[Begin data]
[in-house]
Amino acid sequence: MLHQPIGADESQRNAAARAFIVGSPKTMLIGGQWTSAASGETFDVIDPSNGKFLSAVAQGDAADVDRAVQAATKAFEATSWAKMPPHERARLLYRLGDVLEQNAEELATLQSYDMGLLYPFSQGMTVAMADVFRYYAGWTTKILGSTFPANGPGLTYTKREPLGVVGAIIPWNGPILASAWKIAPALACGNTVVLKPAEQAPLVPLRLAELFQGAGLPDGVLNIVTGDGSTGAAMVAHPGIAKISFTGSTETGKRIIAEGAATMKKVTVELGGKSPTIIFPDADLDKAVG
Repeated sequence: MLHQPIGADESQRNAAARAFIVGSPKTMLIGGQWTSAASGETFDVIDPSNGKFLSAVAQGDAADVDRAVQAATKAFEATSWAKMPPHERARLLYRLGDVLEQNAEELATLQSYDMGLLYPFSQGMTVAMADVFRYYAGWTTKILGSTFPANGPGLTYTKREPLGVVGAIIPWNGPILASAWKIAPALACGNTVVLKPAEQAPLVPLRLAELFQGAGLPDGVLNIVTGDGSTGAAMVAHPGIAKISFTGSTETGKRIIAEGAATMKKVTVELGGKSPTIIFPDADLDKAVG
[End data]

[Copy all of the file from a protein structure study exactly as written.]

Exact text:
[in-house]
Amino acid sequence: MLHQPIGADESQRNAAARAFIVGSPKTMLIGGQWTSAASGETFDVIDPSNGKFLSAVAQGDAADVDRAVQAATKAFEATSWAKMPPHERARLLYRLGDVLEQNAEELATLQSYDMGLLYPFSQGMTVAMADVFRYYAGWTTKILGSTFPANGPGLTYTKREPLGVVGAIIPWNGPILASAWKIAPALACGNTVVLKPAEQAPLVPLRLAELFQGAGLPDGVLNIVTGDGSTGAAMVAHPGIAKISFTGSTETGKRIIAEGAATMKKVTVELGGKSPTIIFPDADLDKAVG
Repeated sequence: MLHQPIGADESQRNAAARAFIVGSPKTMLIGGQWTSAASGETFDVIDPSNGKFLSAVAQGDAADVDRAVQAATKAFEATSWAKMPPHERARLLYRLGDVLEQNAEELATLQSYDMGLLYPFSQGMTVAMADVFRYYAGWTTKILGSTFPANGPGLTYTKREPLGVVGAIIPWNGPILASAWKIAPALACGNTVVLKPAEQAPLVPLRLAELFQGAGLPDGVLNIVTGDGSTGAAMVAHPGIAKISFTGSTETGKRIIAEGAATMKKVTVELGGKSPTIIFPDADLDKAVG